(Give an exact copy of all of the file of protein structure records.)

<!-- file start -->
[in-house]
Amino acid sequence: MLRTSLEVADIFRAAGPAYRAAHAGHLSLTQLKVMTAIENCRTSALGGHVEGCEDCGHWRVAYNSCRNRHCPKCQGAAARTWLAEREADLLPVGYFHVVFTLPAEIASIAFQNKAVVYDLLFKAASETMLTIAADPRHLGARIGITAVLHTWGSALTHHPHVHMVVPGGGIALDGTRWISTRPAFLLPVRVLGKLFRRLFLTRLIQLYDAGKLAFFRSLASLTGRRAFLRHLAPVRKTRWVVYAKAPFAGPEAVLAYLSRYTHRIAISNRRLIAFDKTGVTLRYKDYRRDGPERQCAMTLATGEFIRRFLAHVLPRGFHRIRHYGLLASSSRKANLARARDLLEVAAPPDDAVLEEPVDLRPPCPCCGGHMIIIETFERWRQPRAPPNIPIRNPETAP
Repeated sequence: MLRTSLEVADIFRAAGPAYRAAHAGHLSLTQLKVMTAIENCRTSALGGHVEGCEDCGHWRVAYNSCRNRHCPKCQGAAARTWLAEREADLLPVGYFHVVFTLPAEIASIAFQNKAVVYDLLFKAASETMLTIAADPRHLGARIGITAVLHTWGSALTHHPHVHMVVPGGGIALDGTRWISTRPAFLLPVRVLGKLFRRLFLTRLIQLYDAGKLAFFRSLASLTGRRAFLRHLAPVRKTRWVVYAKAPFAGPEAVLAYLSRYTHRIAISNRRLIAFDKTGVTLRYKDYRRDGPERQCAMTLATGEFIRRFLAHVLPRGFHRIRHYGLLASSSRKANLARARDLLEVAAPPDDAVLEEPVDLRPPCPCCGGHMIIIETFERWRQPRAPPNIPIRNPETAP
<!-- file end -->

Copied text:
[in-house]
Amino acid sequence: MLRTSLEVADIFRAAGPAYRAAHAGHLSLTQLKVMTAIENCRTSALGGHVEGCEDCGHWRVAYNSCRNRHCPKCQGAAARTWLAEREADLLPVGYFHVVFTLPAEIASIAFQNKAVVYDLLFKAASETMLTIAADPRHLGARIGITAVLHTWGSALTHHPHVHMVVPGGGIALDGTRWISTRPAFLLPVRVLGKLFRRLFLTRLIQLYDAGKLAFFRSLASLTGRRAFLRHLAPVRKTRWVVYAKAPFAGPEAVLAYLSRYTHRIAISNRRLIAFDKTGVTLRYKDYRRDGPERQCAMTLATGEFIRRFLAHVLPRGFHRIRHYGLLASSSRKANLARARDLLEVAAPPDDAVLEEPVDLRPPCPCCGGHMIIIETFERWRQPRAPPNIPIRNPETAP
Repeated sequence: MLRTSLEVADIFRAAGPAYRAAHAGHLSLTQLKVMTAIENCRTSALGGHVEGCEDCGHWRVAYNSCRNRHCPKCQGAAARTWLAEREADLLPVGYFHVVFTLPAEIASIAFQNKAVVYDLLFKAASETMLTIAADPRHLGARIGITAVLHTWGSALTHHPHVHMVVPGGGIALDGTRWISTRPAFLLPVRVLGKLFRRLFLTRLIQLYDAGKLAFFRSLASLTGRRAFLRHLAPVRKTRWVVYAKAPFAGPEAVLAYLSRYTHRIAISNRRLIAFDKTGVTLRYKDYRRDGPERQCAMTLATGEFIRRFLAHVLPRGFHRIRHYGLLASSSRKANLARARDLLEVAAPPDDAVLEEPVDLRPPCPCCGGHMIIIETFERWRQPRAPPNIPIRNPETAP